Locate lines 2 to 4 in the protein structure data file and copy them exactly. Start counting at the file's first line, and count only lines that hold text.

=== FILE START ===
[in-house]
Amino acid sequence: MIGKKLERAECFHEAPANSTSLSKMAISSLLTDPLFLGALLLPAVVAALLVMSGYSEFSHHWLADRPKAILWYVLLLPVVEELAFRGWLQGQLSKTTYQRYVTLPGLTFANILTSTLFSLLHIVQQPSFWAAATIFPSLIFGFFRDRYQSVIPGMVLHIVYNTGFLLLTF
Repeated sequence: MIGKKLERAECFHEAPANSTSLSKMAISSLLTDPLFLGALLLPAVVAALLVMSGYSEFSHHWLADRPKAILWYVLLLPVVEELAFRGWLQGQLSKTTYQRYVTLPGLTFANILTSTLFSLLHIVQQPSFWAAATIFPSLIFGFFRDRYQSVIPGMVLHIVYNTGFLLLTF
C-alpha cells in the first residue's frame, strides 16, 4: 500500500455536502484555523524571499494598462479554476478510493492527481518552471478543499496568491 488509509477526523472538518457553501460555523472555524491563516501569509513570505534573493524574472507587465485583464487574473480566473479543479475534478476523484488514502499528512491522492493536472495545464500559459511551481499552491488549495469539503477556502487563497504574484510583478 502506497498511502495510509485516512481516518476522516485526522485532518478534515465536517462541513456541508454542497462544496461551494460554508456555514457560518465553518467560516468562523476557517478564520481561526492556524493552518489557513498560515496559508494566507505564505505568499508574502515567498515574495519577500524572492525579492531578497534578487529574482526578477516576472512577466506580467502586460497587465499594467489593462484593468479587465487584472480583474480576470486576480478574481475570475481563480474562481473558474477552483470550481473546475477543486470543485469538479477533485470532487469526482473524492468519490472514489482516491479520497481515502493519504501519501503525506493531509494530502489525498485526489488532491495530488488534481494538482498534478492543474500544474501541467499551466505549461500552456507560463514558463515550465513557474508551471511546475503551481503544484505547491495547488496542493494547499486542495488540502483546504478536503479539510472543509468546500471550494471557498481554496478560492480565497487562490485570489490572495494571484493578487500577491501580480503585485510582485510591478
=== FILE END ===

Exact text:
Amino acid sequence: MIGKKLERAECFHEAPANSTSLSKMAISSLLTDPLFLGALLLPAVVAALLVMSGYSEFSHHWLADRPKAILWYVLLLPVVEELAFRGWLQGQLSKTTYQRYVTLPGLTFANILTSTLFSLLHIVQQPSFWAAATIFPSLIFGFFRDRYQSVIPGMVLHIVYNTGFLLLTF
Repeated sequence: MIGKKLERAECFHEAPANSTSLSKMAISSLLTDPLFLGALLLPAVVAALLVMSGYSEFSHHWLADRPKAILWYVLLLPVVEELAFRGWLQGQLSKTTYQRYVTLPGLTFANILTSTLFSLLHIVQQPSFWAAATIFPSLIFGFFRDRYQSVIPGMVLHIVYNTGFLLLTF
C-alpha cells in the first residue's frame, strides 16, 4: 500500500455536502484555523524571499494598462479554476478510493492527481518552471478543499496568491 488509509477526523472538518457553501460555523472555524491563516501569509513570505534573493524574472507587465485583464487574473480566473479543479475534478476523484488514502499528512491522492493536472495545464500559459511551481499552491488549495469539503477556502487563497504574484510583478 502506497498511502495510509485516512481516518476522516485526522485532518478534515465536517462541513456541508454542497462544496461551494460554508456555514457560518465553518467560516468562523476557517478564520481561526492556524493552518489557513498560515496559508494566507505564505505568499508574502515567498515574495519577500524572492525579492531578497534578487529574482526578477516576472512577466506580467502586460497587465499594467489593462484593468479587465487584472480583474480576470486576480478574481475570475481563480474562481473558474477552483470550481473546475477543486470543485469538479477533485470532487469526482473524492468519490472514489482516491479520497481515502493519504501519501503525506493531509494530502489525498485526489488532491495530488488534481494538482498534478492543474500544474501541467499551466505549461500552456507560463514558463515550465513557474508551471511546475503551481503544484505547491495547488496542493494547499486542495488540502483546504478536503479539510472543509468546500471550494471557498481554496478560492480565497487562490485570489490572495494571484493578487500577491501580480503585485510582485510591478